Children Play in Shadows
Copyright 2012, Lazette Gifford
Elise held MaryJo's hand, afraid the younger girl would run off into the dark, dusty corridors. She regretted having dared MaryJo to come this high in the complex. However, she'd never live this down if she said they should go back. And at twelve years old, never looked like a long, long time.
She would have been happier keeping this her secret place, though.
"We shouldn't be here," MaryJo whispered, her voice quivering. What if she got hysterical? "It's too near the top!"
"I'll take you back if you want to go." Elise feigned indifference, but she really hoped MaryJo would demand they turn around.
She didn't. MaryJo had a stubborn streak. Teachers had stopped trying to teach her anything her dada considered a lie. Elise didn't like adults who lied to their children and made them look stupid in front of others. You couldn't talk about anything important with Maryjo.
She and MaryJo climbed more stairs, leaving footprints in the dust. They reached the level with the windows, all covered with old, dusty curtains. MaryJo stopped, her hand suddenly clammy in Elise's fingers. She feared MaryJo might faint.
"Is there really sunlight on the other side?"
"Yes," Elise said. "Bright, real sunlight. And dead plants growing all the way up to the windows."
"You looked?" The girl's face went deathly white.
"Yes." She didn't say she had looked at night, with the bright moon showing the world. She pulled MaryJo closer. "My grandmother says she and her friends used to go out and work in the sunlight until they turned dark brown."
"And died? Why would they do that?"
"No, silly, they didn't die or else grandma wouldn't be here, would she? This was in the days before the changes. People lived on the surface --"
"Did not! Dada says they always lived in houses like our apartments, but with windows the people covered over. He says no one liked the surface, full of bugs and dangerous animals even before the change!"
"Don't you have any history books? Don't you look at pictures from before?"
"Dada says it's all lies to get people against the government and pretend there were better days." MaryJo got her characteristic look of defiance on her face. "Your grandma lied to you."
"She did not," Elise replied with the same defiance. "Grandma showed me pictures. Everyone says your da destroyed his family pictures so he'd be in good with the Grounders."
"Life was great on the surface," Elise said. She felt the special warmth thinking about butterflies on flowers and birds flying free through the air; live ones, not stuffed like in the museum room. Elise loved to hear about summer storms and winter blizzards.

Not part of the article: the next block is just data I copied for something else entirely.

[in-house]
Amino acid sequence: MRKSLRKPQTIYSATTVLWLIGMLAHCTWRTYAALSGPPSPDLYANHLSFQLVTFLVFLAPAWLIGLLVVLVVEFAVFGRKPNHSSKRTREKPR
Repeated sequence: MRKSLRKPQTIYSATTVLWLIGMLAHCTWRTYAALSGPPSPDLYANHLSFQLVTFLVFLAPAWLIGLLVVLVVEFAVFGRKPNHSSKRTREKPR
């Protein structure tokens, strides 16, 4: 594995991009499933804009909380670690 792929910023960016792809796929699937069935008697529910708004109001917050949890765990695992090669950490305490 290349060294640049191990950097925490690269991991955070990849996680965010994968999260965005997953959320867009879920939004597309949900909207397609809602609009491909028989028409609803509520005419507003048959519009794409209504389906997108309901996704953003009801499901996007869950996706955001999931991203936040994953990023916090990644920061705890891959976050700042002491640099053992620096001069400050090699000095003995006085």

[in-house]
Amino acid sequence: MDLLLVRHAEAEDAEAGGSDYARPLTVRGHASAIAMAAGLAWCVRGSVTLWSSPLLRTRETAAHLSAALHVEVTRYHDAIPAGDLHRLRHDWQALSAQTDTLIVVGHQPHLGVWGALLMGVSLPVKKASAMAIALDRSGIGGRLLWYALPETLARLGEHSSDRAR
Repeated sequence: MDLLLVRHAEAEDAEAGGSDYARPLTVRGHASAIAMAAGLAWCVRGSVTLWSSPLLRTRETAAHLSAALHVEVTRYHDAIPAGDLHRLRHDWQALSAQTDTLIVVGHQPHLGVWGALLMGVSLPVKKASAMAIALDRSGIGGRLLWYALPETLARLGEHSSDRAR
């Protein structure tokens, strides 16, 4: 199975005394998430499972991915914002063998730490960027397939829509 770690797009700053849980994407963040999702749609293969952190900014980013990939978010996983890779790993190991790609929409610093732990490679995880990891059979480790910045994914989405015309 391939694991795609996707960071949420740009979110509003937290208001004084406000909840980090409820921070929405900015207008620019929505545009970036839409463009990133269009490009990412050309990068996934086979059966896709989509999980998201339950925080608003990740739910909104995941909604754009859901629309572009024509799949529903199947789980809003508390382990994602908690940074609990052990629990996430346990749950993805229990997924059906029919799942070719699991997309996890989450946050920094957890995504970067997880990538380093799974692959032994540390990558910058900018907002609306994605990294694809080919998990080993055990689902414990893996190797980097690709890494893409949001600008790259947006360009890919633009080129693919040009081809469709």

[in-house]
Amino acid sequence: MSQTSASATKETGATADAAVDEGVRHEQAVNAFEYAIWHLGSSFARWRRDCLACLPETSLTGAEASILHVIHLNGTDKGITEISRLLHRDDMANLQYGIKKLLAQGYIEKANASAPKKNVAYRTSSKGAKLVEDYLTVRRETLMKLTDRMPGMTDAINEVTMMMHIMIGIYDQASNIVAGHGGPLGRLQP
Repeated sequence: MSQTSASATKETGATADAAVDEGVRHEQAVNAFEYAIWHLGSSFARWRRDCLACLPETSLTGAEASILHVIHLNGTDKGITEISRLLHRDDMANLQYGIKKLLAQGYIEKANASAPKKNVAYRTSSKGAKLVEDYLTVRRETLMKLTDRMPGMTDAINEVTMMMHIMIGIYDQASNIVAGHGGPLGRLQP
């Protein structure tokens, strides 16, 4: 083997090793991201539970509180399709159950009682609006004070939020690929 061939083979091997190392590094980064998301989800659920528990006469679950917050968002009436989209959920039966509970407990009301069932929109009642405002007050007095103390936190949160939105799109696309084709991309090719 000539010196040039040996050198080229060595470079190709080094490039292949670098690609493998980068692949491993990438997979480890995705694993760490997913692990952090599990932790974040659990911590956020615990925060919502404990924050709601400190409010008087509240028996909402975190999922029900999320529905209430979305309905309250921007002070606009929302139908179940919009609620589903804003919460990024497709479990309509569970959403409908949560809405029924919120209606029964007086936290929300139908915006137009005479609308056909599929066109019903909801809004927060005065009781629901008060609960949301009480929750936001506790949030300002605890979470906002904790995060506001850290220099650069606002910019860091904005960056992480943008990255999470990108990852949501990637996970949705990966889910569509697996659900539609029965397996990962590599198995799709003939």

Life as a Grounder bored her. She wanted to run wild in the wind and hear birds sing, not just listen to their recorded sounds. She wanted storms!
"You're evil!" MaryJo took a step backwards. "You are an evil, lying polysci, trying to convince people to go up top so they'll die, and you'll have everything to yourselves. I'm telling my dada. He's making a list of polysci's and you'll be kicked out!"
"You say anything and I'll tell how you came up here to see the sunlight." Elise said and MaryJo's face turned white again. "He'd put you on the list, wouldn't he? Besides, no one is going out until the world is ready for us again."
MaryJo kicked and Elise shoved. The younger girl fell against the window, her arm catching in the curtain, raising a cloud of dust as she panicked and tried to pull free.
The curtain came down. Light flooded the room, blinding them with brightness. MaryJo wailed and fled, screaming as she headed for the stairs. Elise, finding herself on the far side of the window, threw herself against the wall, pressing into the shadow. Her eyes ran with tears from the blinding light.
The sun won't kill you, not in little bits, even now, Grandma had told her. We just ruined the atmosphere, but we're fixing it. We're waiting for the world to heal again and helping her along as best we can.
Elise could hear MaryJo, not far away, sobbing with fear. She needed to get to her before the baby got lost. She started to move, but the light touched her arm.
Your grandma lied to you.
Elise pushed against the wall, tears flowing for new reasons. For the first time in her life, she felt fear. What if grandma didn't know the truth? Sure, she was a scientist and worked in the labs, but scientists made mistakes. Even she said so.
She didn't lie. She didn't lie.
Elise scrunched down, her arm over her face, and ran through the light to the stairs. She stopped there, gasping and afraid, but she finally looked at her arm.
It hadn't turned brown. Maybe she had been too fast for the light. Maybe she wouldn't die.
They went down the stairs, silent and glaring, but Elise knew MaryJo wouldn't mention the incident for fear her dada would find out.
They didn't spend time together anymore. For weeks Elise watched her arm, waiting for the skin to darken and grow sores. It never did.
Her grandma didn't lie.
MaryJo's family moved to a new Grounder colony a few months later. They had to travel at night. She saw MaryJo in tears as they climbed into the cart that would take them to the surface. She screamed how she didn't want to die, and both her parents had to hold her down.
"Silly people," grandma said, watching the cart pull away. She shook her gray-haired head in disbelief. "Look what they've done to that poor child. They'll hide forever in their holes. But you, Elise -- you are going to have the whole world back."
Elise nodded and followed her grandma back to their apartment, safe in the deep earth.
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